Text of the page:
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Appears in Collections:Faculty of Health Sciences and Sport Journal Articles
Peer Review Status: Refereed
Title: Critical research gaps and translational priorities for the successful prevention and treatment of breast cancer
Authors: Eccles, Suzanne A
Aboagye, Eric O
Ali, Simak
Anderson, Annie S
Armes, Jo
Berditchevski, Fedor
Blaydes, Jeremy P
Brennan, Keith
Brown, Nicola
Bryant, Helen
Bundred, Nigel J
Burchell, Joy M
Campbell, Anna
Carroll, Jason S
Hubbard, Gill
Contact Email:
Issue Date: 1-Oct-2013
Publisher: BioMed Central
Citation: Eccles SA, Aboagye EO, Ali S, Anderson AS, Armes J, Berditchevski F, Blaydes JP, Brennan K, Brown N, Bryant H, Bundred NJ, Burchell JM, Campbell A, Carroll JS & Hubbard G (2013) Critical research gaps and translational priorities for the successful prevention and treatment of breast cancer, Breast Cancer Research, 15 (5), Art. No.: R92.
Abstract: Introduction: Breast cancer remains a significant scientific, clinical and societal challenge. This gap analysis has reviewed and critically assessed enduring issues and new challenges emerging from recent research, and proposes strategies for translating solutions into practice. Methods: More than 100 internationally recognised specialist breast cancer scientists, clinicians and healthcare professionals collaborated to address nine thematic areas: genetics, epigenetics and epidemiology; molecular pathology and cell biology; hormonal influences and endocrine therapy; imaging, detection and screening; current/novel therapies and biomarkers; drug resistance; metastasis, angiogenesis, circulating tumour cells, cancer ‘stem' cells; risk and prevention; living with and managing breast cancer and its treatment. The groups developed summary papers through an iterative process which, following further appraisal from experts and patients, were melded into this summary account. Results: The 10 major gaps identified were: (1) understanding the functions and contextual interactions of genetic and epigenetic changes in normal breast development and during malignant transformation; (2) how to implement sustainable lifestyle changes (diet, exercise and weight) and chemopreventive strategies; (3) the need for tailored screening approaches including clinically actionable tests; (4) enhancing knowledge of molecular drivers behind breast cancer subtypes, progression and metastasis; (5) understanding the molecular mechanisms of tumour heterogeneity, dormancy, de novo or acquired resistance and how to target key nodes in these dynamic processes; (6) developing validated markers for chemosensitivity and radiosensitivity; (7) understanding the optimal duration, sequencing and rational combinations of treatment for improved personalised therapy; (8) validating multimodality imaging biomarkers for minimally invasive diagnosis and monitoring of responses in primary and metastatic disease; (9) developing interventions and support to improve the survivorship experience; (10) a continuing need for clinical material for translational research derived from normal breast, blood, primary, relapsed, metastatic and drug-resistant cancers with expert bioinformatics support to maximise its utility. The proposed infrastructural enablers include enhanced resources to support clinically relevant in vitro and in vivo tumour models; improved access to appropriate, fully annotated clinical samples; extended biomarker discovery, validation and standardisation; and facilitated cross-discipline working. Conclusions: With resources to conduct further high-quality targeted research focusing on the gaps identified, increased knowledge translating into improved clinical care should be achievable within five years.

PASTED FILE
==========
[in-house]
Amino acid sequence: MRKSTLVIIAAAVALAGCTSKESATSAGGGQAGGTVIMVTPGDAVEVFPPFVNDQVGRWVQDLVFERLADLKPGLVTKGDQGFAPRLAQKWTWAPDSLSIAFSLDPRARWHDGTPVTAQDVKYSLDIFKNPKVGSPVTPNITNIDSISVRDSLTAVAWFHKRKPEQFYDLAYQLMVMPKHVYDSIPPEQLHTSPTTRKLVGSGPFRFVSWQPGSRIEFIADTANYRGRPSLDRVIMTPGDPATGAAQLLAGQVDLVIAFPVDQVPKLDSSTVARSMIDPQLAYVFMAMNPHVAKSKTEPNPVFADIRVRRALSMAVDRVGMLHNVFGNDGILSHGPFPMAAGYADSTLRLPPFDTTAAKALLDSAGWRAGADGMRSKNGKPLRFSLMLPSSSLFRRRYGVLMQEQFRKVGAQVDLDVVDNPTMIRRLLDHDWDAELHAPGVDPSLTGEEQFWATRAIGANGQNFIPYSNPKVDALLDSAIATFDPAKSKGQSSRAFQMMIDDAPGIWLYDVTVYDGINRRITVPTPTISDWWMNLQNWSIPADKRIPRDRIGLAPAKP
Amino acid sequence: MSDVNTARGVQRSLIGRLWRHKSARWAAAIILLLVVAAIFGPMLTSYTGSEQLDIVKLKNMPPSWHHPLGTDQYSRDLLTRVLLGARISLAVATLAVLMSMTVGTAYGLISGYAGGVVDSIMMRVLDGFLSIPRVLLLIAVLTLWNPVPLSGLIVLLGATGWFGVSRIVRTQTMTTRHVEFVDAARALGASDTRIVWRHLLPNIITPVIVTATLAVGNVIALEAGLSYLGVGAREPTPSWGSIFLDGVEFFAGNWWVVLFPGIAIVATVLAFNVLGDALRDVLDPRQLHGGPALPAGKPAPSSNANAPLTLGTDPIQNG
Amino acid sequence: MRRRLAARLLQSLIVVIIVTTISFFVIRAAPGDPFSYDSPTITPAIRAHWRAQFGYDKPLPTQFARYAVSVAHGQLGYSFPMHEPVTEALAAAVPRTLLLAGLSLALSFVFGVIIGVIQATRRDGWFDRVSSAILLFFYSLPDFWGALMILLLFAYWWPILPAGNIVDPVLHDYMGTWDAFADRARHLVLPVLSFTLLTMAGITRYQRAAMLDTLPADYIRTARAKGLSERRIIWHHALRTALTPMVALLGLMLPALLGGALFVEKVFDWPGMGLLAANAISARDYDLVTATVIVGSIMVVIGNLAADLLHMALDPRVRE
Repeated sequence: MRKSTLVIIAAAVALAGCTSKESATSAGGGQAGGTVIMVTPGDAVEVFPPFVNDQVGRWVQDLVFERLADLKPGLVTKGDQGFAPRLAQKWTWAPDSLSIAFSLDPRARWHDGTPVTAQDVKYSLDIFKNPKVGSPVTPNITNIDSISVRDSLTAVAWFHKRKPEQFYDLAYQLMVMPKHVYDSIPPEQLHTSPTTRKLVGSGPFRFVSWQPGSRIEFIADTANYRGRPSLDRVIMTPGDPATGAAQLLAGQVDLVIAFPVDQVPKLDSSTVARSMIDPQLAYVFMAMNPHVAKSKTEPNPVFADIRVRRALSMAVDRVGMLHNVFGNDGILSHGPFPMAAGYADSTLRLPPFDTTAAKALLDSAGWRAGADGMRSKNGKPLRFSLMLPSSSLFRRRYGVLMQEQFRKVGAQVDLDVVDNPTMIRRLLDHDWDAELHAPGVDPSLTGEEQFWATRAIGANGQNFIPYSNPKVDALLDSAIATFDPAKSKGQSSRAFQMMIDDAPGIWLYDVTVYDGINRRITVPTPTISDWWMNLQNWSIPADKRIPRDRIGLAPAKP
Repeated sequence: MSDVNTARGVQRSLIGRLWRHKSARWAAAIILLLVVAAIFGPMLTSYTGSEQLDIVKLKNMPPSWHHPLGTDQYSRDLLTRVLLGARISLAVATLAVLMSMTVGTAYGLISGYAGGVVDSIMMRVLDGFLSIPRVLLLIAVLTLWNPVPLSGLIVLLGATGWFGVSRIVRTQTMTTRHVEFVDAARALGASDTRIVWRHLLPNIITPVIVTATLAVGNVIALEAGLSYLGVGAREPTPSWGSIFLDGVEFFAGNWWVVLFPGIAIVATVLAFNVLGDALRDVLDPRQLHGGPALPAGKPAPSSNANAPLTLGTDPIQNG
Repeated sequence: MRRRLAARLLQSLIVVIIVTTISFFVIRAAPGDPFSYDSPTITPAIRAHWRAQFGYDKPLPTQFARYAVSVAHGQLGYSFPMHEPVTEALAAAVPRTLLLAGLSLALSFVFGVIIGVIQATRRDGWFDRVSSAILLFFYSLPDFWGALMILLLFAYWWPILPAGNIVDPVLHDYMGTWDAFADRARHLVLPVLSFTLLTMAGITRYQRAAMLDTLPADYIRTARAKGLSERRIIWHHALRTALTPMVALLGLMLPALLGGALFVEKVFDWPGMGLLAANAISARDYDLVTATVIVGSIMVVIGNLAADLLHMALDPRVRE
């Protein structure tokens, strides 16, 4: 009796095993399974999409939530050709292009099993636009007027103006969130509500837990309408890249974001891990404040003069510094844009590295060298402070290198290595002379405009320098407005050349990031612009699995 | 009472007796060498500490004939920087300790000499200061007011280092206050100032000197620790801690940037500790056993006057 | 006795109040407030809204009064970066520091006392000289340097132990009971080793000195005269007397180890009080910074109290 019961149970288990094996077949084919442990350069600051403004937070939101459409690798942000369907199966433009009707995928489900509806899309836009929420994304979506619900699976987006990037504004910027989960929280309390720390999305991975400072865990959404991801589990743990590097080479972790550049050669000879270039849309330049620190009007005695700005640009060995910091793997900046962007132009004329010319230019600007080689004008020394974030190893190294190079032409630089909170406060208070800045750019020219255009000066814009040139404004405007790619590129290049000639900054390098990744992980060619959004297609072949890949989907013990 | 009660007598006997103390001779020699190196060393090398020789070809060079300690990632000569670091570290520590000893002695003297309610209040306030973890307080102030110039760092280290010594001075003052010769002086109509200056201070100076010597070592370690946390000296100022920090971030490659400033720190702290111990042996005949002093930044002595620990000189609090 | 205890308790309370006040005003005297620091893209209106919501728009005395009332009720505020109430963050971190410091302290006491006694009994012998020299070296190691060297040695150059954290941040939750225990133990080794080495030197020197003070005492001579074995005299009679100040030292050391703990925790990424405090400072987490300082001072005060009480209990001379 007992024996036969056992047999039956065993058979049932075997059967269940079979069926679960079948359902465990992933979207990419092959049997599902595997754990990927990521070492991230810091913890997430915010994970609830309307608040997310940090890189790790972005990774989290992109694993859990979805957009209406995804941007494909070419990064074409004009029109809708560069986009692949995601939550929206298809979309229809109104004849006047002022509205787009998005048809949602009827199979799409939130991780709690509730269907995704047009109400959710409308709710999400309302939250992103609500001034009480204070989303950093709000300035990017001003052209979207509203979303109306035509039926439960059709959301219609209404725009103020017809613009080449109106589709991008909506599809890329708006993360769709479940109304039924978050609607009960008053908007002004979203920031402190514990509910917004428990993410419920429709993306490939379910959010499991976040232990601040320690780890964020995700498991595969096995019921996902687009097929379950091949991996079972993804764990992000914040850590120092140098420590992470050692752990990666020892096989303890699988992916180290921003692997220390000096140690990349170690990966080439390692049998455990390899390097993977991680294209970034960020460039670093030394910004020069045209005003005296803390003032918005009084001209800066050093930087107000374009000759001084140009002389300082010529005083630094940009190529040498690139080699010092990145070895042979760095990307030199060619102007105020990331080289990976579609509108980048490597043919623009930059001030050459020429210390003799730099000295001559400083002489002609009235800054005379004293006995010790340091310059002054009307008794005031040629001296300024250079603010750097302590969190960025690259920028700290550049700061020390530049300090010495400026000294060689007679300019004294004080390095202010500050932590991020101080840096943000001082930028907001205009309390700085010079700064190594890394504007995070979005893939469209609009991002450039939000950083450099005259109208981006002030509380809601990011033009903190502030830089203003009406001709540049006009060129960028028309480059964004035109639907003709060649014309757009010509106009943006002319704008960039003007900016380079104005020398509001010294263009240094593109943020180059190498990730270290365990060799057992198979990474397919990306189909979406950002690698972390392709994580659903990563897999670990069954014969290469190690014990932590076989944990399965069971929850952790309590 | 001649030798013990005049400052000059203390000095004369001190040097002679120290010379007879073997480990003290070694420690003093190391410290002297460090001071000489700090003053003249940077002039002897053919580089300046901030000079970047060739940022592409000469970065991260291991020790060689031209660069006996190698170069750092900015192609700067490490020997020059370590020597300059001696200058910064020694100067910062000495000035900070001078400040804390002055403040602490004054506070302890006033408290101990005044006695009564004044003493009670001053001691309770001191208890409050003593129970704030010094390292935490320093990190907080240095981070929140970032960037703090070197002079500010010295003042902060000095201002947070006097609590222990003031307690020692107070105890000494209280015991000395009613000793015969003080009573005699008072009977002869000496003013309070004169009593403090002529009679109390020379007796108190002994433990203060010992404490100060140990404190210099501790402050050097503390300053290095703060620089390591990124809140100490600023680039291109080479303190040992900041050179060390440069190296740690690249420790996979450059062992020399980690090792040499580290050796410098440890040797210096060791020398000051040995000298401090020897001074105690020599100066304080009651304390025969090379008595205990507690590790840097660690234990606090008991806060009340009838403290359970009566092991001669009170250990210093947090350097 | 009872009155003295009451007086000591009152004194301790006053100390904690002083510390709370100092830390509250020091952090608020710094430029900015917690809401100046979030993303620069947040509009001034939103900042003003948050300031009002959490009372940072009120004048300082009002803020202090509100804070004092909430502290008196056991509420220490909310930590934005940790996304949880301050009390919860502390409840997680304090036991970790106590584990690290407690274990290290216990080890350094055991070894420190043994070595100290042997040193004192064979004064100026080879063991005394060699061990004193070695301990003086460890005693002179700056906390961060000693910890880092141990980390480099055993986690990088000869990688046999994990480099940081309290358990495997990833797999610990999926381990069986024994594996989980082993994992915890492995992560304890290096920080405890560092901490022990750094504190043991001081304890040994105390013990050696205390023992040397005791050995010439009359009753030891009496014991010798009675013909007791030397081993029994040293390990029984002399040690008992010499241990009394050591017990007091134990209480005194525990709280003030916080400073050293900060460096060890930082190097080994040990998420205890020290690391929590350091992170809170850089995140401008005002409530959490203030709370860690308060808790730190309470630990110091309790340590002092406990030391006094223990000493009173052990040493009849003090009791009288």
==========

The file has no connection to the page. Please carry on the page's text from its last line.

Type: Journal Article
DOI Link:
Rights: © 2013 Eccles et al.; licensee BioMed Central Ltd. This is an Open Access article distributed under the terms of the Creative Commons Attribution License (, which permits unrestricted use, distribution, and reproduction in any medium, provided the original work is properly cited.
Notes: Additional co-authors: Robert B Clarke, Charlotte E Coles, Gary JR Cook, Angela Cox, Nicola J Curtin, Lodewijk V Dekker, Isabel dos Santos Silva, Stephen W Duffy, Douglas F Easton, Diana M Eccles, Dylan R Edwards, Joanne Edwards, D Gareth Evans, Deborah F Fenlon, James M Flanagan, Claire Foster, William M Gallagher, Montserrat Garcia-Closas, Julia M W Gee, Andy J Gescher, Vicky Goh, Ashley M Groves, Amanda J Harvey, Michelle Harvie, Bryan T Hennessy, Stephen Hiscox, Ingunn Holen, Sacha J Howell, Anthony Howell, Nick Hulbert-Williams, Myra S Hunter, Bharat Jasani, Louise J Jones, Timothy J Key, Cliona C Kirwan, Anthony Kong, Ian H Kunkler, Simon P Langdon, Martin O Leach, David J Mann, John F Marshall, Lesley Ann Martin, Stewart G Martin, Jennifer E Macdougall, David W Miles, William R Miller, Joanna R Morris, Sue M Moss, Paul Mullan, Rachel Natrajan, James PB O’Connor, Rosemary O’Connor, Carlo Palmieri, Paul D P Pharoah, Emad A Rakha, Elizabeth Reed, Simon P Robinson, Erik Sahai, John M Saxton, Peter Schmid, Matthew J Smalley, Valerie Speirs, Robert Stein, John Stingl, Charles H Streuli, Andrew N J Tutt, Galina Velikova, Rosemary A Walker, Christine J Watson, Kaye J Williams, Leonie S Young and Alastair M Thompson
Affiliation: Institute of Cancer Research
Imperial College London
Imperial College London
University of Dundee
King's College London
University of Birmingham
University of Southampton
University of Manchester
University of Sheffield
University of Sheffield
University of Manchester
King's College London
University of Dundee
University of Cambridge
HS Research - Stirling

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